Deepfakes, the art of swapping one face with another, is probably fun. Technology has been getting better day by day, and so are deepfakes and the bigger issue is how exactly real deepfakes start looking. Deepfakes are entertaining, but impersonation can spread misinformation, and so do we have many apps where some of them make fakes while others are on a spree to find them.
FakeCatcher, a new real-time deepfake detector from Intel, has a 96% accuracy rate and can determine whether a video is fake or not. It is “the first real-time deepfake detector in the world that provides results in milliseconds,” according to Intel’s Responsible AI research. Most of the detectors work by looking at raw data, whereas FakeCatcher looks for authentic clues in the real videos, like blood flow in the pixels of the video, that signifies us to be humans. Spatiotemporal maps are created by translating these signals, which are gathered from all areas of the face. The researchers can then determine if a video is authentic or fake using deep learning. This technology works on a web-based platform that parallelly runs up to 72 different streams on 3rd Gen Intel Xeon scalable processors.
Demir and Umur Ciftci of the State University of New York at Binghamton designed Intel’s FakeCatcher. This application uses Intel software and hardware and runs on a server and interface through a web-based platform. The FakeCatcher team has used OpenVino to simulate and build AI models for landmark and face detection algorithms. Computer Vision blocks have been optimized using OpenCV and Intel Integrated Performance Primitives. Inference blocks have been optimized using Intel Advanced Vector Extensions 512 and Intel Deep Learning Boost, while media blocks have been optimized using Intel Advanced Vector Extensions 2. Teams also used the Open Visual Cloud initiative to create an integrated software stack for the Intel Xeon Scalable processor series.
The majority of deep learning-based detectors scan raw data for indications of inauthenticity and identify the flaws in a video. FakeCatcher, in contrast, analyses what makes us human in order to find genuine clues in actual footage, like our veins, which change color when our hearts pump blood. Blood flow signals are gathered across the face, and computers turn these into spatiotemporal maps. After that, we can quickly determine whether a video is authentic or fake using deep learning.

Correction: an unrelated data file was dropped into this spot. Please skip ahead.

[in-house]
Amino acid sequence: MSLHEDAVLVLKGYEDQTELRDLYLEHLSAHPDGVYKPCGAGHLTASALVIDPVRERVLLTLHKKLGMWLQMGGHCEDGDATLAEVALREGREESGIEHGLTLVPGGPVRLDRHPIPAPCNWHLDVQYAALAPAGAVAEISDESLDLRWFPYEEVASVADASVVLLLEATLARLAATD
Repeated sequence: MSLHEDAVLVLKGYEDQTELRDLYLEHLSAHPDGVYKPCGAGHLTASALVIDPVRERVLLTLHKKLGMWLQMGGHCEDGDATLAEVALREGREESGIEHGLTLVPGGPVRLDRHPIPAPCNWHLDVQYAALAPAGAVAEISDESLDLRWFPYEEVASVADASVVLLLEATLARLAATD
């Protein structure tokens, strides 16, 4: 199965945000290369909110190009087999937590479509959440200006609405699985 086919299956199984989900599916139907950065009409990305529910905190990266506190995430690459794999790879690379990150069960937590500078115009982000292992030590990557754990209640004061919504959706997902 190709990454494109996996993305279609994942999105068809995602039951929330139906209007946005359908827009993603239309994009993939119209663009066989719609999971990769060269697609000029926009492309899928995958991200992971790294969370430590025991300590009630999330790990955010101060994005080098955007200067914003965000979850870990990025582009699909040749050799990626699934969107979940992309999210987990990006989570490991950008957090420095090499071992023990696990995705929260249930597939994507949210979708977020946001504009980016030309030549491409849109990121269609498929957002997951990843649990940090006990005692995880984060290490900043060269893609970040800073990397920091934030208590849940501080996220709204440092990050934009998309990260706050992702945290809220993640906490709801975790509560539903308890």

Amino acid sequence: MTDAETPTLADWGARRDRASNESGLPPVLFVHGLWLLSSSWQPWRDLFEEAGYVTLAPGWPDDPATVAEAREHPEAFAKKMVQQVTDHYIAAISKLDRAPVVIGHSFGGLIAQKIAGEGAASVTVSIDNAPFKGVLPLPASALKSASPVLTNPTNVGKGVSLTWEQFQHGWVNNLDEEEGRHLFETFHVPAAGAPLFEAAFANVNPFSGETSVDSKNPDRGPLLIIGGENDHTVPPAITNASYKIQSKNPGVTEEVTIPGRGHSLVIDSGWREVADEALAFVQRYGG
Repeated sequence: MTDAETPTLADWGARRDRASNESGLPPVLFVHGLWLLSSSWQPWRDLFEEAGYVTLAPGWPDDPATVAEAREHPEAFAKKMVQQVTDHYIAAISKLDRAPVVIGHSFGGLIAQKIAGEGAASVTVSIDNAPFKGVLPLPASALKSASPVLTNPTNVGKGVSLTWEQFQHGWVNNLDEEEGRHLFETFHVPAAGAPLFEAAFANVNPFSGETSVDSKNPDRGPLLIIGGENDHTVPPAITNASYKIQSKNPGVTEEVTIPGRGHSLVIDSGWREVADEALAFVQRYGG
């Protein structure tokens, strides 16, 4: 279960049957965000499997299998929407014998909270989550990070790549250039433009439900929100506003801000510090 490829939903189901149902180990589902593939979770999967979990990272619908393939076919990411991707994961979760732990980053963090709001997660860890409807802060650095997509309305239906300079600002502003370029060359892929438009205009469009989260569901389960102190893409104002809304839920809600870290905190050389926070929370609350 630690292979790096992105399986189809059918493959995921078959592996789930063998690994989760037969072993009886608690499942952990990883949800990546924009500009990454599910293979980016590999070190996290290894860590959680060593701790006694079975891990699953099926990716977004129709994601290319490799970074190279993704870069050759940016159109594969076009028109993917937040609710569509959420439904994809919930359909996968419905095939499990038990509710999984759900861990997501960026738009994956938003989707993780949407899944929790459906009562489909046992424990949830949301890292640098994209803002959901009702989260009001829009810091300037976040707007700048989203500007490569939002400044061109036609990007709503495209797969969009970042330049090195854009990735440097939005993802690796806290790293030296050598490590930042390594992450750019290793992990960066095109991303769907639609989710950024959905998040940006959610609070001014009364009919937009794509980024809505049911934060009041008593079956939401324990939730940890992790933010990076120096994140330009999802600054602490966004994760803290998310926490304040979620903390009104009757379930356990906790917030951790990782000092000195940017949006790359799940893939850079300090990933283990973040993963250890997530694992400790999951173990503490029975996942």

Deepfake films pose an increasing danger. It is a tough task to detect these videos in real-time detection apps, as uploading and analyzing the videos usually takes hours. Deepfake deception can damage the firm’s reputation and have negative impacts, such as lowering the public’s trust in the media and by allowing users to discriminate between real and fake content, FakeCatcher promotes trust. According to Gartner, businesses will invest up to $188 billion in cybersecurity solutions.
For FakeCatcher, there are numerous potential applications. International news companies could use the detector to prevent unintentionally boosting falsified videos. Social media sites might use the technology to stop individuals from posting damaging deepfake videos. Additionally, charitable groups might use the platform to democratize deepfake detection for all users.
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Avanthy Yeluri is a Dual Degree student at IIT Kharagpur. She has a strong interest in Data Science because of its numerous applications across a variety of industries, as well as its cutting-edge technological advancements and how they are employed in daily life.